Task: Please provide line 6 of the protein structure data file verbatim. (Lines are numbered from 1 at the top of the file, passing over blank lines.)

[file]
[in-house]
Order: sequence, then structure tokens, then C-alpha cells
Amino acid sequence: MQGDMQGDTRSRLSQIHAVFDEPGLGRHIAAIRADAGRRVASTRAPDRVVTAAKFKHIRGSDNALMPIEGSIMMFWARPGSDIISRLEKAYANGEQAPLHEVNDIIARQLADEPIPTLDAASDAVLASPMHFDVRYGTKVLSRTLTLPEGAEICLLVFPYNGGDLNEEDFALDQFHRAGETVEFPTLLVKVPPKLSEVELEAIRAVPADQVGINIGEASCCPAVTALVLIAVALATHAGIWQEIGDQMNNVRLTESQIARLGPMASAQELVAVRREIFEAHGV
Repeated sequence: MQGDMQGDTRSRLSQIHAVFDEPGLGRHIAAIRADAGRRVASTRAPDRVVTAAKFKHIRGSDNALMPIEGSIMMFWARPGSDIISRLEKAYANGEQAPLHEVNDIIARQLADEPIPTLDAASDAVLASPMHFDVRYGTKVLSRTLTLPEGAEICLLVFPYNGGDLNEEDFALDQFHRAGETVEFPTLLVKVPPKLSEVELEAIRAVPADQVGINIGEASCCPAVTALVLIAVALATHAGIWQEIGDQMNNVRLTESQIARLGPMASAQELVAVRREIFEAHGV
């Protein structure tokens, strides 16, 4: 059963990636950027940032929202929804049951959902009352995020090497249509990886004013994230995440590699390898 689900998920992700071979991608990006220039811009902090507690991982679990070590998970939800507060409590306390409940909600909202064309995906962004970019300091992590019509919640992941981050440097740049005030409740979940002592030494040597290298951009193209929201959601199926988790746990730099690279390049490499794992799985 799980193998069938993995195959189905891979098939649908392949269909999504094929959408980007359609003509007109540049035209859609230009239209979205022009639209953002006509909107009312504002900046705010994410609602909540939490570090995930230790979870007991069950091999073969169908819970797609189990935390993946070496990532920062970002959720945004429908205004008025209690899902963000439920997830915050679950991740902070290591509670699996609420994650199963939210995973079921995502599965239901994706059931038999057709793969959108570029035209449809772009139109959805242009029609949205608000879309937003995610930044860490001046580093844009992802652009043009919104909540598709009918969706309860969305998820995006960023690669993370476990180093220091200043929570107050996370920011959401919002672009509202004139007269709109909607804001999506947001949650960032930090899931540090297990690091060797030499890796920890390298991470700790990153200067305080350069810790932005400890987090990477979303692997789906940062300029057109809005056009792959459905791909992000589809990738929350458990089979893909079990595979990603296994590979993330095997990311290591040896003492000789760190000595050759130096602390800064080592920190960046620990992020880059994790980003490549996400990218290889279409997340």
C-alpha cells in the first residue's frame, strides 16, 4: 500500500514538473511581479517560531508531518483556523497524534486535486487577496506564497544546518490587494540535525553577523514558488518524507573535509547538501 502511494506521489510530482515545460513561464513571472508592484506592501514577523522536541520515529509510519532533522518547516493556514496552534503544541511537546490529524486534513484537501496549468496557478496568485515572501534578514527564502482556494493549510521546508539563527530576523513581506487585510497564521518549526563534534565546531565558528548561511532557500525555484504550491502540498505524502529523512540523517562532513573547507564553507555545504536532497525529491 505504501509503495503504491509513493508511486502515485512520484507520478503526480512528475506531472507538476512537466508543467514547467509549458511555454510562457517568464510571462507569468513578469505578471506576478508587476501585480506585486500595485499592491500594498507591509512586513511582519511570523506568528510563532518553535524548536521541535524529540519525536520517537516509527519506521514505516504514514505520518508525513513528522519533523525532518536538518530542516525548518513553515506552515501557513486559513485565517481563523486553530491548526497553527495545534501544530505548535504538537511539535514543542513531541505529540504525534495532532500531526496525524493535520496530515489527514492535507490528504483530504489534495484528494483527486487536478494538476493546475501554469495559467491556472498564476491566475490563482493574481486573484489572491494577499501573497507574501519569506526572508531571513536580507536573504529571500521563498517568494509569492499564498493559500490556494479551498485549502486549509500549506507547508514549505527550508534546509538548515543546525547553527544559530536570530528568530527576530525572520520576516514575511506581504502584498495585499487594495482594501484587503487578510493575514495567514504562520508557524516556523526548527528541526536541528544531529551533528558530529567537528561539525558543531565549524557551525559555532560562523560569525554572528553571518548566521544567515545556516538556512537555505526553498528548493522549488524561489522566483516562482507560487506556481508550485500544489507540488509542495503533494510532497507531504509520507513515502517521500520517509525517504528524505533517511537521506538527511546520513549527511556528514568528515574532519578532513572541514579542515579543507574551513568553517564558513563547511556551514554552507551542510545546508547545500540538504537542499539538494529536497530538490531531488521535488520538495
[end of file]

C-alpha cells in the first residue's frame, strides 16, 4: 500500500514538473511581479517560531508531518483556523497524534486535486487577496506564497544546518490587494540535525553577523514558488518524507573535509547538501 502511494506521489510530482515545460513561464513571472508592484506592501514577523522536541520515529509510519532533522518547516493556514496552534503544541511537546490529524486534513484537501496549468496557478496568485515572501534578514527564502482556494493549510521546508539563527530576523513581506487585510497564521518549526563534534565546531565558528548561511532557500525555484504550491502540498505524502529523512540523517562532513573547507564553507555545504536532497525529491 505504501509503495503504491509513493508511486502515485512520484507520478503526480512528475506531472507538476512537466508543467514547467509549458511555454510562457517568464510571462507569468513578469505578471506576478508587476501585480506585486500595485499592491500594498507591509512586513511582519511570523506568528510563532518553535524548536521541535524529540519525536520517537516509527519506521514505516504514514505520518508525513513528522519533523525532518536538518530542516525548518513553515506552515501557513486559513485565517481563523486553530491548526497553527495545534501544530505548535504538537511539535514543542513531541505529540504525534495532532500531526496525524493535520496530515489527514492535507490528504483530504489534495484528494483527486487536478494538476493546475501554469495559467491556472498564476491566475490563482493574481486573484489572491494577499501573497507574501519569506526572508531571513536580507536573504529571500521563498517568494509569492499564498493559500490556494479551498485549502486549509500549506507547508514549505527550508534546509538548515543546525547553527544559530536570530528568530527576530525572520520576516514575511506581504502584498495585499487594495482594501484587503487578510493575514495567514504562520508557524516556523526548527528541526536541528544531529551533528558530529567537528561539525558543531565549524557551525559555532560562523560569525554572528553571518548566521544567515545556516538556512537555505526553498528548493522549488524561489522566483516562482507560487506556481508550485500544489507540488509542495503533494510532497507531504509520507513515502517521500520517509525517504528524505533517511537521506538527511546520513549527511556528514568528515574532519578532513572541514579542515579543507574551513568553517564558513563547511556551514554552507551542510545546508547545500540538504537542499539538494529536497530538490531531488521535488520538495